In this little panel, measuring not much more than two feet high by three feet wide, many characteristics of Mantegna’s art are to be found—the composition, built up with geometrical precision, the carefully studied perspective, the figures unnaturally elongated, yet drawn with bold and severe realism, the sculpturesque draperies, the landscape, in which the rocky foreground has the appearance of being cut with a chisel; above all, the impressive dramatic effect, produced not so much by any violent movement as by contrast in the delineation of character and feeling.

In his later works Mantegna displays a greater freedom, a less uncompromising severity, a keener sense of abstract beauty; but in depth of pathos and in power of dramatic feeling this picture of the Crucifixion is unsurpassed.


IN this great work, painted between 1484 and 1492 for Francesco Gonzaga, Mantegna has portrayed in a series of nine pictures a triumphal procession of a Roman conqueror. Probably intended to adorn a long gallery in the marquis’s palace of San Sebastiano, at Mantua, six of these canvases were at one time used as the stage decorations of a theater temporarily fitted up in the Castello for the performance of Latin plays. In 1627 the whole work was bought for King Charles I. by his agent in Italy, Daniel Nys, and taken to England, where it now forms the chief treasure of the Royal Gallery of Hampton Court. In the eighteenth century it was barbarously “restored” by Louis Laguerre, so that today but little remains of Mantegna’s splendid work save the composition and general forms; but even in its present state of ruined grandeur `The Triumph of Caesar’ ranks as one of the greatest achievements of the early Renaissance.

The painting is on canvas, in tempera, and is light in color and decorative in effect. Each of the nine sections measures nine feet square, so that the whole work extends for a distance of eighty-one feet. The first section shows the trumpeters and standard-bearers heading the procession; these are followed by warriors with battering-rams and the captured images of gods, armor, and other trophies of war; then come hearers of costly vessels, more trumpeters, and white oxen wreathed for sacrifice and led by beautiful youths (see plate v); next come elephants carrying flaming candelabra on their backs, then soldiers with more booty, and, following these, a line of captives, men, women, and children, mocked and taunted by jesters and clowns; then more soldiers and standard-bearers, and finally, in the last section of all, the magnificent triumphal car in which Julius Caesar himself is seated, while behind a winged figure of Victory crowns the conqueror with laurel.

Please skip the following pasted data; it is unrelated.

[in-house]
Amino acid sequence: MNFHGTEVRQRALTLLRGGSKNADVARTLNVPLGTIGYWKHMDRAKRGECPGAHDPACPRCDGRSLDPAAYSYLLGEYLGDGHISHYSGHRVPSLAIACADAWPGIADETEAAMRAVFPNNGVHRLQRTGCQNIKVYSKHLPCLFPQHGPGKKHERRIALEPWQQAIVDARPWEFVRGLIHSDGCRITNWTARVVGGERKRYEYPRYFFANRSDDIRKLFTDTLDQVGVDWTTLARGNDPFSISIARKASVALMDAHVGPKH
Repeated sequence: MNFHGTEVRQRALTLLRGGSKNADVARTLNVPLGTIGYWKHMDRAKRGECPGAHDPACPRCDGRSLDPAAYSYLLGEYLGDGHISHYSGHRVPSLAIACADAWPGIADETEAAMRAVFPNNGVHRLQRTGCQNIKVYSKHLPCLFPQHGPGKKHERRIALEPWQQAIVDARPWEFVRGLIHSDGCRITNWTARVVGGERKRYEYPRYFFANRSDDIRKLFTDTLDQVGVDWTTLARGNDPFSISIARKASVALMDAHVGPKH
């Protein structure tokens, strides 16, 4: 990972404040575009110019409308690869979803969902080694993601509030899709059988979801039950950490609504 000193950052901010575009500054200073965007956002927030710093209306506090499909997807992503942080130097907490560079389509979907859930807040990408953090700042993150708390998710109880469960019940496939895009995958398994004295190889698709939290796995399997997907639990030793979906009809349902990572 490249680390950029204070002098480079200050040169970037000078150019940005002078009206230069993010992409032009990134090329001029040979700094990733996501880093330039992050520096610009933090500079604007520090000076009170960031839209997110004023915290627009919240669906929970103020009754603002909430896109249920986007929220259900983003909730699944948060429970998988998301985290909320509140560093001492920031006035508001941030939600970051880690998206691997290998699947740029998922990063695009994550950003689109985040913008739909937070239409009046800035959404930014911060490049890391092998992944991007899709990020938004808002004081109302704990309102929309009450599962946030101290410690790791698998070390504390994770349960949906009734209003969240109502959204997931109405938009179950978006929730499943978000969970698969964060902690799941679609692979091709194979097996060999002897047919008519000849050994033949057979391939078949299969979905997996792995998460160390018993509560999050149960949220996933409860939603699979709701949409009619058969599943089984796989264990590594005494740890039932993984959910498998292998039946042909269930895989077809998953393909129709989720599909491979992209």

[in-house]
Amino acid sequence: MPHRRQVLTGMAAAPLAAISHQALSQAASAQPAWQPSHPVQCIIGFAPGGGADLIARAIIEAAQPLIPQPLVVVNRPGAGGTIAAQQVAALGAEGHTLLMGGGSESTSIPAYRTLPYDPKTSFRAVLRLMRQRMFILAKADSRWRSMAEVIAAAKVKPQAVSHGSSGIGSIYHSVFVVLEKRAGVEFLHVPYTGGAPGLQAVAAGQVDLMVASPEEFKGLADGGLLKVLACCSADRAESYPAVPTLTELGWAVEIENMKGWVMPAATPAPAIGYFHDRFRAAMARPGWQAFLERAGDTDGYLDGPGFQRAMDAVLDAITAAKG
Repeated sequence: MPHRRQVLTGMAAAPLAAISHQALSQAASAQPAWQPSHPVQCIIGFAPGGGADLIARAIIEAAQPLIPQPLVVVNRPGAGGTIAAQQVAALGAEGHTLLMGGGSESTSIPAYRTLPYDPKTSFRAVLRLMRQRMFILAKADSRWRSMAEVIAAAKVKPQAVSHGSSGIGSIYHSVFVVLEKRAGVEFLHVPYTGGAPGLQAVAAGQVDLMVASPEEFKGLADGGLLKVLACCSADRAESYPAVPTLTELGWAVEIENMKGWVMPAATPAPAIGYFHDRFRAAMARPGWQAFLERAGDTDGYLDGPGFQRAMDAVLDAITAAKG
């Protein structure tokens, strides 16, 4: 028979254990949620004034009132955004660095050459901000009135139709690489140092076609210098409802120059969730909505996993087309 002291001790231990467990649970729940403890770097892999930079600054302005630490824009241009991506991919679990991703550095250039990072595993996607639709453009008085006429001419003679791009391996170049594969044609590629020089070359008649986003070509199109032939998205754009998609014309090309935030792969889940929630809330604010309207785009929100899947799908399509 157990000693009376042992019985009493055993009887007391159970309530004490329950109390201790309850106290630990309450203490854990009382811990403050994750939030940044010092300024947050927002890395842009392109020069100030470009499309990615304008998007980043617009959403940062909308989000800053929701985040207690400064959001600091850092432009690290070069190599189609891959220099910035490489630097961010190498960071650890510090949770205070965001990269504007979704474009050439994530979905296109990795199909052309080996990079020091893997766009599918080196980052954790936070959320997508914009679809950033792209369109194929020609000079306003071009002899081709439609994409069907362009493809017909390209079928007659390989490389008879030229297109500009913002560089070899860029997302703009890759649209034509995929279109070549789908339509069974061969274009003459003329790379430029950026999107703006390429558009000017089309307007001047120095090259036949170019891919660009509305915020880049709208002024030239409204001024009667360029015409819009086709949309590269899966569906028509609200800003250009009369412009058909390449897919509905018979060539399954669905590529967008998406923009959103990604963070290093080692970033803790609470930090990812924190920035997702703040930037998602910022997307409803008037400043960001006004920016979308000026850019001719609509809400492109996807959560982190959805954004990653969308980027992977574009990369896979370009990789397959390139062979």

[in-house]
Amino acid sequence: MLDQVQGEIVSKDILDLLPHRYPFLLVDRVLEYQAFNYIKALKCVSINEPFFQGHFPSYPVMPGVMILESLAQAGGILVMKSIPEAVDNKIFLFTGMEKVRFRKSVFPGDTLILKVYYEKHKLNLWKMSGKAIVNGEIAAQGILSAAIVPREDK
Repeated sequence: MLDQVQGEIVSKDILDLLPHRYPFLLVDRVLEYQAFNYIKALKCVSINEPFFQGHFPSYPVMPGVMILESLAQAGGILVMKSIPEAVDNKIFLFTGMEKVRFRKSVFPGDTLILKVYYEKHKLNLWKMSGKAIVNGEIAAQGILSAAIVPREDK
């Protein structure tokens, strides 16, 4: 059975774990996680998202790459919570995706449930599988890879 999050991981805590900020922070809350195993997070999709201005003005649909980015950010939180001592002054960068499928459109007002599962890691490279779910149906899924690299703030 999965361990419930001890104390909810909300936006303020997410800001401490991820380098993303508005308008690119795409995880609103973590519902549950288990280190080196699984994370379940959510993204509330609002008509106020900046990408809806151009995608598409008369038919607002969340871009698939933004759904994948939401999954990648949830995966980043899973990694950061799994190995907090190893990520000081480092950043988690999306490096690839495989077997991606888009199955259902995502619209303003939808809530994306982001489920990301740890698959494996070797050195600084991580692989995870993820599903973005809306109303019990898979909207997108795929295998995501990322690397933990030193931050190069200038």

`The Triumph of Caesar’ is, as has been said, “a superb exposition of what Mantegna loved best to study and express; it is the very quintessence of his genius.” “This rhythmic procession,” writes John Addington Symonds, “modulated to the sound of flutes and soft recorders, carries our imagination back to the best days and strength of Rome. . . . The life we vainly look for in the frescos of the Eremitani chapel may be found here—statuesque, indeed, in style and stately in movement, but glowing with the spirit of revived antiquity. The processional pomp of legionaries bowed beneath their trophied arms, the monumental majesty of robed citizens, the gravity of stoled and veiled priests, the beauty of young slaves, and all the paraphernalia of spoils and wreathes and elephants and ensigns, are massed together with the self-restraint of noble art subordinating pageantry to rules of lofty composition. What must the genius of the man have been who could move thus majestically beneath the weight of painfully accumulated erudition, converting an antiquarian motive into a theme for melodies of line composed in the grave Dorian mood ?”


THIS picture, the most sumptuous of Mantegna’s altar-pieces, was painted to commemorate what was claimed to be a victory by Francesco Gonzaga, general of the Venetian troops, over the French army at Fornovo under Charles Vlll. Although Gonzaga acquited himself with bravery, the battle, as a matter of fact, terminated not in victory but in defeat for the young marquis, who had vowed, should success attend him, to dedicate a church to the Madonna; and exactly a year afterwards, on July 6, 1496, Mantegna’s great canvas of the `Madonna of Victory,’ painted by order of Francesco, was conveyed in solemn procession from the artist’s studio in Mantua to the new church built after Mantegna’s own designs for its reception. Three hundred years later, in 1797, the French carried off the picture as a trophy of war to Paris, where it has ever since been one of the treasures of the Louvre.

Under an arched bower of green foliage adorned with golden fruit and red coral, the Madonna, wearing a red robe interwoven with gold and a blue mantle lined with green, and holding on her knee the upright figure of the Child, is seated upon a richly decorated throne of colored marble. At her feet, his dark face turned upward to the holy group, kneels Francesco Gonzaga, clad from head to foot in armor. Opposite him is the kneeling figure of St. Elizabeth, in a green dress and orange-colored head-dress, and beside her the little St. John. The heads of St. Andrew and St. Longinus, the patron saints of Mantua, are seen in the background, while on either side of the Madonna, holding the hem of her outspread mantle, stand the warrior-saints, St. Michael and St. George.

“In the `Madonna of Victory,’ writes Herr Kristeller, “Mantegna goes far beyond the art methods of his day. The picture represents the freest and most mature form of religious composition which the art of the Renaissance was capable of attaining prior to Raphael, Titian, and Correggio, and was the prototype, or point of departure, of the creations of the great masters of the golden age.”